Sarah Bovet, a 29-year-old Swiss artist, said it's hard to know what to expect.   "Thinking you're going to be surprised, you are even more so in reality," she said standing outside a hostel in the tiny village of Kulusuk.   Bovet was on an artistic residency in Greenland when she visited Kulusuk and its 250 souls.   Although she had imagined a small village before arriving, its stunning views and bright colours still came as a surprise.   With just one supermarket, an airport built in the 1950s by the US military to serve a Cold War radar base, and a harbour surrounded by brightly painted wooden houses, most of the villagers appreciate the extra revenue from tourism.

Justus Atuaq, a young hunter in Kulusuk, takes tourists out on sled tours in March and April -- the spring high season -- earning money that helps him feed and care for the dogs he uses for racing and hunting.   "Now I can take dogsleds for hunting, and sometimes tourists coming from other countries also want to dogsled," he said outside his wooden house.   Tourists also take boat trips during the summer high season from July to August.   Arrivals to the island grew 10 percent year-on-year from 2014 to 2017, and three percent in 2018, according to the tourist board, Visit Greenland.   Many adventure seekers and nature lovers arrive by plane, but cruise ships also bring admirers, hugging the picture perfect coastline.

- Growing strategic importance -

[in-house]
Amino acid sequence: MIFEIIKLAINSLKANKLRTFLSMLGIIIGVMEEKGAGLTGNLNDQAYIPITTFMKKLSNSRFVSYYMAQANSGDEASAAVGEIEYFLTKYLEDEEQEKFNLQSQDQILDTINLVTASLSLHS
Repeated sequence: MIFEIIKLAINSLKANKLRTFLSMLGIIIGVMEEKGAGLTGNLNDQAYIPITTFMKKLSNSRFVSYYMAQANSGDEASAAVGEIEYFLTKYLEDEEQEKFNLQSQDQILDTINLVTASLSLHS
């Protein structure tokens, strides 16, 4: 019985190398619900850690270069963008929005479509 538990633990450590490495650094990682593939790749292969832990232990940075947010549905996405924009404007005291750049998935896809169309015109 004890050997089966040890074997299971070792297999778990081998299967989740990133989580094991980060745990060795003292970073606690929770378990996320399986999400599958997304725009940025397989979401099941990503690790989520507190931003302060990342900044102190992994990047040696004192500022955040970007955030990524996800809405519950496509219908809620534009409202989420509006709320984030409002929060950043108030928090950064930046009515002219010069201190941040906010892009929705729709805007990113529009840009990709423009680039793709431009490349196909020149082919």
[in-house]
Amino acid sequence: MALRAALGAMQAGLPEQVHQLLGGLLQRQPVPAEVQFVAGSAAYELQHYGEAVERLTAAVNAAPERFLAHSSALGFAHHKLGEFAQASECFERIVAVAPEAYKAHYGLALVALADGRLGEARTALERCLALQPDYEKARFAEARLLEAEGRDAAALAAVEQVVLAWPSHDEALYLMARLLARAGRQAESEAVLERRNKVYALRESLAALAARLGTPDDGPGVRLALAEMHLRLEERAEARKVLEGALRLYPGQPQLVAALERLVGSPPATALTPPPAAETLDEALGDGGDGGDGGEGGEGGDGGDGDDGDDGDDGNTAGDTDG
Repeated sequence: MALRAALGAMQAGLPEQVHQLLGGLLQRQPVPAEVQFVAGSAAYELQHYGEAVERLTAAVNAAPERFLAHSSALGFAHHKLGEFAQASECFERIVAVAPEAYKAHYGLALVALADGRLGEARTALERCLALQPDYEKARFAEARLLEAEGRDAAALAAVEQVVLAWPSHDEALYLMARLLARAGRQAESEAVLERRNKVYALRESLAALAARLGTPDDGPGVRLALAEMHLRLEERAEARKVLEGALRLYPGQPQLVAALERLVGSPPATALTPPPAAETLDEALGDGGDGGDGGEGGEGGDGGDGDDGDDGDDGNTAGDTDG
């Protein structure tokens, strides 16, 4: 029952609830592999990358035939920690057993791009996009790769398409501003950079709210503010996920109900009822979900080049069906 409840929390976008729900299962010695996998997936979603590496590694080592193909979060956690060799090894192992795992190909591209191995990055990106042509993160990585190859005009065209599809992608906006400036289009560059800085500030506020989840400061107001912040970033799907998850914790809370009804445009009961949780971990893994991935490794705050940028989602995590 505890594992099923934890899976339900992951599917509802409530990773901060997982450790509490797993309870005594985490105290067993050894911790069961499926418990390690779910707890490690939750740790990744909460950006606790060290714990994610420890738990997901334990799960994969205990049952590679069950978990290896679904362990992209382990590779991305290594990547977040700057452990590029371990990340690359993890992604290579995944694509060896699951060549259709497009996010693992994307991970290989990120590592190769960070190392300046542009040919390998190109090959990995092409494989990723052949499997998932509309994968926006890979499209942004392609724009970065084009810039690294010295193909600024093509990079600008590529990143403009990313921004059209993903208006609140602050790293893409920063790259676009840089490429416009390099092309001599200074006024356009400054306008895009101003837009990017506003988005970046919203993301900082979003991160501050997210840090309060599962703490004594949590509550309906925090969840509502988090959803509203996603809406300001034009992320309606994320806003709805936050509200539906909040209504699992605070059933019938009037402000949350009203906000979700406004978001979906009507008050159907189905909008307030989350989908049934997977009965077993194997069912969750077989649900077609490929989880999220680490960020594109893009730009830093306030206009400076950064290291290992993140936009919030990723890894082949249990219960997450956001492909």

But they are not alone in taking an interest in the world's largest island.   The Danish territory's rich natural resources and growing strategic importance as the Arctic ice sheet melts have attracted the attention of US President Donald Trump.   The Arctic region has untapped reserves of oil, gas and minerals, as well as abundant stocks of fish and shrimp.   In August, Trump offered to buy Greenland, then called off a visit to Copenhagen over its refusal to sell.

Denmark colonised Greenland in the 1700s, granting it autonomy in 1979.    Today, many Greenlandic political parties advocate full independence.   The territory still receives an annual subsidy from Copenhagen, which was 4.3 billion Danish kroner (576 million euros) in 2017, and tourism could help it to become economically self-reliant.   Like many parts of Greenland, Kulusuk has no tarmac roads and visitors must travel by plane or boat.   The growth in tourism could put a strain on the village's infrastructure, and the sector faces unique challenges given Greenland's location, weather and the cost of travelling there.